So maybe you're attempting to finance a really expensive drug habit. Or maybe you're yearning to get in touch with your inner adolescent. Or maybe you're just bored as hell. If you ever find yourself wanting to write a Teen Fiction novel, here's some basic guidelines on how to do it:
Use Tiny Paragraphs:
Using extremely small paragraphs is not only necessary in order to maintain the interest of your pre-pubescent readership, but it also allows you to cheat. Since indenting takes up quite a bit of space, the more indenting you are able to do, the sooner your novel will be finished. And the sooner your novel gets finished, the sooner you can begin devoting your time to more useful activities. In most Teen Fiction novels, a single sentence can suffice as a paragraph. For example:
Murdered. Murdered by evil.
And now another cheerleader had been wounded in an accident. More horror.
Was it an accident?
excerpted from R.L. Stine's Cheerleaders: The New Evil. It's my niece's... really.
As illustrated by the previous quotation
, just about any monkey
can write a Teen Fiction novel, as long as he is aware of said indentation technique. Moving on...
Always describe in great detail just how good-looking your protagonists are:
While this probably isn't very nice, the truth is that the sort of kids who read Teen Fiction (i.e. most of them) don't want to read about ugly kids. It's escapism, and it's undeniably popular among the junior high set. Like constantly indenting, this also has the benefit of taking up space, as "the exceptionally gorgeous California blonde" obviously takes up more room than "the blonde". A good offshoot of this is to describe their clothing. Preteens love that sort of thing. For example:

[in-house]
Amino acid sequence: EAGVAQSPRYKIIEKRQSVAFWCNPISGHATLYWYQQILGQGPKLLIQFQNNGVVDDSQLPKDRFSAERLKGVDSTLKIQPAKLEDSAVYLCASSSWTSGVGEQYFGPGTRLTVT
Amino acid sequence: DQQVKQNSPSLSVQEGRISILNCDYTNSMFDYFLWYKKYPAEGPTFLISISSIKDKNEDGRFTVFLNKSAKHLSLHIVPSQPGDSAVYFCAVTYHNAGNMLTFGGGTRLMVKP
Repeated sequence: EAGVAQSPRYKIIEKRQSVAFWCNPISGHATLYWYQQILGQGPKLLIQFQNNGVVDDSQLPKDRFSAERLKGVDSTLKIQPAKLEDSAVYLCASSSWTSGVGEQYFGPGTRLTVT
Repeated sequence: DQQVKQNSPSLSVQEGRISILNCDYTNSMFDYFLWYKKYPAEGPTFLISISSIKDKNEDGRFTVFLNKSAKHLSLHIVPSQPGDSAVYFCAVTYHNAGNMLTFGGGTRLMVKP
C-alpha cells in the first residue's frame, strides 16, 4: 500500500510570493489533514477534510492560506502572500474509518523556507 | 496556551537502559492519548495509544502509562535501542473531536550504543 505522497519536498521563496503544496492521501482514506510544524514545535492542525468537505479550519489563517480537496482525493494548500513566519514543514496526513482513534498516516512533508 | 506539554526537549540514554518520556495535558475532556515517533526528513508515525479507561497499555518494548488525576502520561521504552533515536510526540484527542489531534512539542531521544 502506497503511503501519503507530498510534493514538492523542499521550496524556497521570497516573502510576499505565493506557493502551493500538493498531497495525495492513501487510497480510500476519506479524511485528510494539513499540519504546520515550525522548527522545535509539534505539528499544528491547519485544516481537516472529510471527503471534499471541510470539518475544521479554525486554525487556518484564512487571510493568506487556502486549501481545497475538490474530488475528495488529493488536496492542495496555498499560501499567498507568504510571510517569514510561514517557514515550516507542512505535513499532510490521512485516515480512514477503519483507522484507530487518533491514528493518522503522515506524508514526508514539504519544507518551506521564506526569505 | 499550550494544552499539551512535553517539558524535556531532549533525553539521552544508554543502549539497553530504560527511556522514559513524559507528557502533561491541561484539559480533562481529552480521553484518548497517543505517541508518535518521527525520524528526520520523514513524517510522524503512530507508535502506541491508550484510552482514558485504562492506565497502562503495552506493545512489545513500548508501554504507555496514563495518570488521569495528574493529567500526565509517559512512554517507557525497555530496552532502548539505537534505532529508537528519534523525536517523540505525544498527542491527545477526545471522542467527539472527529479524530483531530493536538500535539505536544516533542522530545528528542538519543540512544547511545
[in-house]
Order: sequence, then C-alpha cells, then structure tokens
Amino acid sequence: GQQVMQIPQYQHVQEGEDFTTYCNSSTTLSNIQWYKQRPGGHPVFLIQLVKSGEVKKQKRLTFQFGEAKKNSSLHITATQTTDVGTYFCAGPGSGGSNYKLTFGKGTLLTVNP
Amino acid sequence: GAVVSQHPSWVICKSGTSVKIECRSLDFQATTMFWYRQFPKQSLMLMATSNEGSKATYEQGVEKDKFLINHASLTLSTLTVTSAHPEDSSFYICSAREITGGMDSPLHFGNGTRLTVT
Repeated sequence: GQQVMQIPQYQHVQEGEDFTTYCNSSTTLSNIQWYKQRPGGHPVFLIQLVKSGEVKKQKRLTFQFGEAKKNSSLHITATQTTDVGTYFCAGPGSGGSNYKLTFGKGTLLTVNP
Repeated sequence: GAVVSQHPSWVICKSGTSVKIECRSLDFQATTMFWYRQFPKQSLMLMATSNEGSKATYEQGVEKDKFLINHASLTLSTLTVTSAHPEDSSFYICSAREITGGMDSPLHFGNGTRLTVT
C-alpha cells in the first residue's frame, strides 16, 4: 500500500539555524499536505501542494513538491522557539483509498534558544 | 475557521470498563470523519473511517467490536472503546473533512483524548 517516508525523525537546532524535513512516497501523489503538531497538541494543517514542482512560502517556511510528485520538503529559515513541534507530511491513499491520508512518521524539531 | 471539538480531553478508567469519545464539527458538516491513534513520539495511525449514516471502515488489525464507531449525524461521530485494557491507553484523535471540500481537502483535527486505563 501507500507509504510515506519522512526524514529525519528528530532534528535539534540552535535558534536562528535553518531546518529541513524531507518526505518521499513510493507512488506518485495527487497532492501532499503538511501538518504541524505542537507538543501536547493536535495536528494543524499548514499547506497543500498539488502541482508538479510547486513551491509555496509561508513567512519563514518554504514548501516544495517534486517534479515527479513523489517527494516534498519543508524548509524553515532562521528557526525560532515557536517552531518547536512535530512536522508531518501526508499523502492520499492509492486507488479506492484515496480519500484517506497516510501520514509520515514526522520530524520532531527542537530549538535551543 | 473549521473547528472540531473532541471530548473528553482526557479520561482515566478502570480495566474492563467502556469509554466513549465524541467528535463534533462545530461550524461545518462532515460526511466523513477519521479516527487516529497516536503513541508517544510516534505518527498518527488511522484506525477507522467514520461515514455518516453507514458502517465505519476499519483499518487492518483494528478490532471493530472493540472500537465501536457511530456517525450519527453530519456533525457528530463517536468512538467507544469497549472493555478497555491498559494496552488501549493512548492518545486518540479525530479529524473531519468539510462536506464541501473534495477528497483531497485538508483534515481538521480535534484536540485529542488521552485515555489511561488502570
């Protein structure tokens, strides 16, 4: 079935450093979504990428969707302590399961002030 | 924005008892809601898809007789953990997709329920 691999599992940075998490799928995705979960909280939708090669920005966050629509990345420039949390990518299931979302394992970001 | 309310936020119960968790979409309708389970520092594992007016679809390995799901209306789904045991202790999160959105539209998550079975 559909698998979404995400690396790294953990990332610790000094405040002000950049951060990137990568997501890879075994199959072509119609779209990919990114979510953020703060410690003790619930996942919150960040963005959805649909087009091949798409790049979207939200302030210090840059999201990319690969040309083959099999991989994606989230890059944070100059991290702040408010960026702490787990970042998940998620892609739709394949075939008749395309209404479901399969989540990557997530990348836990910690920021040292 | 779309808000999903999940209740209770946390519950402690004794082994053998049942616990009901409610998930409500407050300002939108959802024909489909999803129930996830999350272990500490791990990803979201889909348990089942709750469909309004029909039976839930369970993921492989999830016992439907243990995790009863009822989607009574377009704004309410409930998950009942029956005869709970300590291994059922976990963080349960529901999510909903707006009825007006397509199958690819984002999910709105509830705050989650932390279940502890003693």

"She fought the tears that welled in the corners of her large, blue-green eyes. Her eyelashes were naturally thick and dark--which was fortunate. It had been an emotional roller-coaster of a day, and even though Jessica's psyche felt battered and bruised, thankfully the afternoon's tears left no mascara marks on her smooth, golden cheeks."
excerpted from Sweet Valley University #16: The Other Woman
By all means, incorporate popoular slang terms even if you've only got a vague idea of what you're talking about:
Does the average 12 year old know what "bling bling" means? Probably not. It doesn't matter if you do or not, just shove it on in. They'll go crazy for it.
Above all else, Teen Fiction must be ethically sound:
If the protagonist goes and smokes a joint, he will get caught. If he cheats on his girlfriend, he confesses a week later. Mainly this is because if teen fiction novels aren't ethically sound, parents probably wouldn't want to buy them for their 12 year olds. Of course, it's highly probable the 12 year old might want a filthy and ethically suspect novel, but since the parents are the ones with the money, it doesn't really matter.